Surprise: This Workplace Injury is More Common Than Any Other

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Every year, about 2 million workplace injuries are documented. When you think of on-the-job injuries, you may think of flying objects or a hand pulled into a piece of machinery at a factory.

But the most common workplace injury is much more pernicious and frequently goes unreported. Over the course of a few years, it will sneak up slowly on people. The injury goes unnoticed until the symptoms become impossible to dismiss. People typically make excuses. “It’s just part of the aging process” or “It’s not a permanent issue”. This response is common.

Many individuals don’t even realize it was related to their workplace environment.

Damaged hearing is this insidious injury. There are some significant steps you should take if you detect any of the numerous warning signs.

Exactly When Does The Volume Become “Too Loud”?

Regular exposure to sounds louder than 85 decibels (dB) can cause permanent damage to your hearing. Seventy-five dB, for example, is the average volume of a vacuum cleaner. A lawnmower produces 85 dB. If you’re exposed to a chainsaw or leaf blower you’re dealing with 100 dB. A gunshot is around 140 dB.

Are you at risk when in your work environment? Is the most common workplace injury an issue for you? If you’re frequently exposed to noise as loud as a lawnmower, even if it’s not continuous, your hearing can become damaged over time.

Hearing Damage Signs

If you work in a noisy environment, there’s no doubt you’re harming your hearing.

The following is are early warning signs that you’re experiencing hearing loss:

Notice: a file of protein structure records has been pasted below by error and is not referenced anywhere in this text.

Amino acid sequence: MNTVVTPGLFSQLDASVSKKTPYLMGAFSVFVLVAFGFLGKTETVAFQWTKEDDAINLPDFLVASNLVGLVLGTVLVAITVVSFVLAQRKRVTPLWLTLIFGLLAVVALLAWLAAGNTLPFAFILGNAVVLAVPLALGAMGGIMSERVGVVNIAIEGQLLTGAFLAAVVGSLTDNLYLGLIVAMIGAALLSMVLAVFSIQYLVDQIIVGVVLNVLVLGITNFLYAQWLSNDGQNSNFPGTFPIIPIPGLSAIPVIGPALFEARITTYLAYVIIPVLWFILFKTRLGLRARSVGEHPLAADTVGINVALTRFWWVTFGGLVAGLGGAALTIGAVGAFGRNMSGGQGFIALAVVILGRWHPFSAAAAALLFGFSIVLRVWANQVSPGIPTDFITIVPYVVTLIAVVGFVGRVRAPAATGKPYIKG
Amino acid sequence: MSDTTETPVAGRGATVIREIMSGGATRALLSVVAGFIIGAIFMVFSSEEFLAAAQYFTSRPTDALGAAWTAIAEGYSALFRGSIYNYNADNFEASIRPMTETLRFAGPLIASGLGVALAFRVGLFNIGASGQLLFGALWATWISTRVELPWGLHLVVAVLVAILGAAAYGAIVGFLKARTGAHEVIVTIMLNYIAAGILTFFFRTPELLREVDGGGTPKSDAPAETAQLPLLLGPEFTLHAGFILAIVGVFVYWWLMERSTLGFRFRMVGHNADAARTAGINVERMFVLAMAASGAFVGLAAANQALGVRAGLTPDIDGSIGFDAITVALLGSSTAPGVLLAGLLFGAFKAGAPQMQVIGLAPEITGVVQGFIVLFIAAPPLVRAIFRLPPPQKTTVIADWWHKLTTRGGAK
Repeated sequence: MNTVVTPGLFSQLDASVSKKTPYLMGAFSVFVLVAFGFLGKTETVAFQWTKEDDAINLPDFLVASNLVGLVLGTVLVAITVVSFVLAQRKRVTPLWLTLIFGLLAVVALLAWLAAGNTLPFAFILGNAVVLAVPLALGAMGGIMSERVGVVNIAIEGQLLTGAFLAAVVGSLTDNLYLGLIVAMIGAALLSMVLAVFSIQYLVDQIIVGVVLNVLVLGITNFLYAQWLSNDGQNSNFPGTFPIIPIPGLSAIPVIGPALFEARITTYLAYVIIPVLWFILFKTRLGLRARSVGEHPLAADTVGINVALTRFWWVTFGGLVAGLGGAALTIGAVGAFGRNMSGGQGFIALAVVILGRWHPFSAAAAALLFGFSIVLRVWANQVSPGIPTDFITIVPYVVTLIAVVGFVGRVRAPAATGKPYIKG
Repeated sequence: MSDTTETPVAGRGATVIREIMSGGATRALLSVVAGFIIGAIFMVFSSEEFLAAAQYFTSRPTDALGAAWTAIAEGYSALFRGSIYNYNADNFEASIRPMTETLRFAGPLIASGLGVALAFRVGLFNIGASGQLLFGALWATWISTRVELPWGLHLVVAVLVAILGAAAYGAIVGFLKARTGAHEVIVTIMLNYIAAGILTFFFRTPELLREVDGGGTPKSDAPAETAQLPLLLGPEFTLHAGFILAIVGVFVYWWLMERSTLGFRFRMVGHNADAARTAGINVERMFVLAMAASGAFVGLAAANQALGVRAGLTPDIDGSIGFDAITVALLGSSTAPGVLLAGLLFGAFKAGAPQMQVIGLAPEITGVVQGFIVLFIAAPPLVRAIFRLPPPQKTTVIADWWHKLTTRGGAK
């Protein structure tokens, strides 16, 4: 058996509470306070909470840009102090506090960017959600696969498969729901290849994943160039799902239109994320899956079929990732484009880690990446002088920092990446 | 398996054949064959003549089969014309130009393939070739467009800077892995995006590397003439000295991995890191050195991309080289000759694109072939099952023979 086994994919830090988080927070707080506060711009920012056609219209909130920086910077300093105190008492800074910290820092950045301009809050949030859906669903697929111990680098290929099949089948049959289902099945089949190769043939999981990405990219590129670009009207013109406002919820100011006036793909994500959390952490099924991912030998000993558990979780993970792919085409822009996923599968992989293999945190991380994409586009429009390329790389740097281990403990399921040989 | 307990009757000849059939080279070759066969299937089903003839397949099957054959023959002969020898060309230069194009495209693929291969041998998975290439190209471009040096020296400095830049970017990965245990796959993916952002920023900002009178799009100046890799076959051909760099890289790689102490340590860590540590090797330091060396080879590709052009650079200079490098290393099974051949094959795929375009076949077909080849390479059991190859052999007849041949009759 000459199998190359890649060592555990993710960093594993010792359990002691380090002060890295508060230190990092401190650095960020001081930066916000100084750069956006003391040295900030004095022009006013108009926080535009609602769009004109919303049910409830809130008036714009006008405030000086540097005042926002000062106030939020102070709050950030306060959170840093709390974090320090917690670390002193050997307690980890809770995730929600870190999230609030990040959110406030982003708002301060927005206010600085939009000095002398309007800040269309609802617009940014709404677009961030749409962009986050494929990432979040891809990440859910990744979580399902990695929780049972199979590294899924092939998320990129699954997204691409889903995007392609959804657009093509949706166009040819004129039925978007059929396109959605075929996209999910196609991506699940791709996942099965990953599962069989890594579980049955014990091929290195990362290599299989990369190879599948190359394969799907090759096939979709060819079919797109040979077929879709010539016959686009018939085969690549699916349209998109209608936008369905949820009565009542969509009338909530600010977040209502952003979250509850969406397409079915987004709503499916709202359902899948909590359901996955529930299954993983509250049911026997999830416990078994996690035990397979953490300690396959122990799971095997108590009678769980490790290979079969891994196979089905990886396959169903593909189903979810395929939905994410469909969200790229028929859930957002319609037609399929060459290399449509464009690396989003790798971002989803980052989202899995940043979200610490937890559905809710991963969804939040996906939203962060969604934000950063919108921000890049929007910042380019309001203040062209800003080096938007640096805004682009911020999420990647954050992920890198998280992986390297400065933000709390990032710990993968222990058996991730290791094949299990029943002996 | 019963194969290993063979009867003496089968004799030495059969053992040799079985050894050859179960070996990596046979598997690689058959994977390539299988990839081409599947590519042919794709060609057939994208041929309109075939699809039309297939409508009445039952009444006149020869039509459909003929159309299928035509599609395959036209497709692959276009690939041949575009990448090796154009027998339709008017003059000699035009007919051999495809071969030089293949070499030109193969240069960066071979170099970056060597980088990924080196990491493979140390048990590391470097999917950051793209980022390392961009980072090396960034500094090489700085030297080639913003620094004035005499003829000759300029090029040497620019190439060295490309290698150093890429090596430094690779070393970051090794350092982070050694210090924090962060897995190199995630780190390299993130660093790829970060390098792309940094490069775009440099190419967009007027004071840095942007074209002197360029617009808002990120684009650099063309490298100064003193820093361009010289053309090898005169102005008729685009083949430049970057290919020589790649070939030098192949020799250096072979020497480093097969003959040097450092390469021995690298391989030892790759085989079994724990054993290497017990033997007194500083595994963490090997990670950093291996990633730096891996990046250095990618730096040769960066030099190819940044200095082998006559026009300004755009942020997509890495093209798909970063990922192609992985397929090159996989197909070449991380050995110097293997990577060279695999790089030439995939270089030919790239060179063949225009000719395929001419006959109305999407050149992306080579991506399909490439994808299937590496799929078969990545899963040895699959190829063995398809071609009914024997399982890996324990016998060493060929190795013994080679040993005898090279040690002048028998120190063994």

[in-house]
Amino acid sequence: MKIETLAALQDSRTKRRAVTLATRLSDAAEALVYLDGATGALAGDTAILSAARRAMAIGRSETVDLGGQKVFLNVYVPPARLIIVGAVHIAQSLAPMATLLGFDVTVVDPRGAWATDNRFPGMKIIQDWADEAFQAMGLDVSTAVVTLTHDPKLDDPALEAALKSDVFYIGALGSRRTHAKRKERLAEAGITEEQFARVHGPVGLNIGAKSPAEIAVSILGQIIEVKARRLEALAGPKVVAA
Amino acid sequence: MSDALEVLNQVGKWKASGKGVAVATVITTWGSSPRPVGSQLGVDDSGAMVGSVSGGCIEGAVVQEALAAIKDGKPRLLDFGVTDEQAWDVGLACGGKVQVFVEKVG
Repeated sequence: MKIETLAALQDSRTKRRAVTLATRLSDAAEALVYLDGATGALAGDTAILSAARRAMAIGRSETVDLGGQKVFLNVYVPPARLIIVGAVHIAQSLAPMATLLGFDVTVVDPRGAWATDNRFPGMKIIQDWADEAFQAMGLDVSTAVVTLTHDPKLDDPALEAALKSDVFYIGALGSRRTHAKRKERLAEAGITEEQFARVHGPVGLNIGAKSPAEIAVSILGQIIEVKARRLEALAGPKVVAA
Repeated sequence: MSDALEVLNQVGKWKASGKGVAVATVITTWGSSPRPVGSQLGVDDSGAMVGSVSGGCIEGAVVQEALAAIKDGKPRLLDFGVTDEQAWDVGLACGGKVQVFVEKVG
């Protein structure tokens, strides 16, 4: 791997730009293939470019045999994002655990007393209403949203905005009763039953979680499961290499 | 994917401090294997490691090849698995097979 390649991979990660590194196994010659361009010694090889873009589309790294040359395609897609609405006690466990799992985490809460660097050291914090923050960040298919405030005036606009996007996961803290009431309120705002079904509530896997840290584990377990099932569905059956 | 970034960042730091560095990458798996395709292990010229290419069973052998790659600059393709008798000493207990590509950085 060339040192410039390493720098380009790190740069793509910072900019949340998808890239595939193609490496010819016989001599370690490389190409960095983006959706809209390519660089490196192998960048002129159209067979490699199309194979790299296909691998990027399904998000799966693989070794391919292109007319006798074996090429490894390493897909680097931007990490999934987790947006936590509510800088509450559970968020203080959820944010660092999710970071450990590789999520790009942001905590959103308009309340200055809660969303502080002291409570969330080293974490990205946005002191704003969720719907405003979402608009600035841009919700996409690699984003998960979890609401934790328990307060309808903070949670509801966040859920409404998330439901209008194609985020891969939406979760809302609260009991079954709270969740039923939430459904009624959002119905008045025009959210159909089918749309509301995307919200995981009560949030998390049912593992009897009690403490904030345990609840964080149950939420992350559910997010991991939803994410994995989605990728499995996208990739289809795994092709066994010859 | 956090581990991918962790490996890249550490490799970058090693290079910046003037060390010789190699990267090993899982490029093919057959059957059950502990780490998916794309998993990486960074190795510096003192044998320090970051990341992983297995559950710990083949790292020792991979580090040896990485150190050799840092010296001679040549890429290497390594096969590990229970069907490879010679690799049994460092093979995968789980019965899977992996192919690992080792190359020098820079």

• You can’t understand the person speaking if there’s background noise.
  • You regularly ask people to repeat themselves when they speak.
  • Your family and friends tell you your TV, radio, or computer tablet volume is too high.
  • Loud sounds cause pain in your ears.
  • consonants get confused – “Todd” sounds like “Dodd,” for example.
  • When you speak with people you constantly think they are mumbling
  • You’re hearing sounds in your ears like ringing, whistling, or hissing.
  • Conversations sound muffled.
  • You tend to disengage when people are talking.

How is Hearing Damage Being Dealt With by Employers?

In environments that are very loud, technology is being put to use by businesses or organizations to reduce workplace noise. Workplace noise will be reduced as new recommendations are being put in place by governments to safeguard workers.

As more employees become aware of the chronic damage they have endured due to workplace noise, they are speaking out. Further change will come as their voices are heard.

Preventing Additional Damage

Protecting your ears before they are damaged is the smartest plan if you work in a loud setting. Using protective earmuffs or earplugs on the job will help decrease potential damage.

Schedule an appointment for a hearing examination right away if you think a noisy workplace has caused injury to your hearing. When you ascertain the level of your hearing loss, you will learn how to prevent further damage going forward. We address any hearing damage you already have and formulate strategies to help you prevent any additional damage.

Questions? Talk To Us.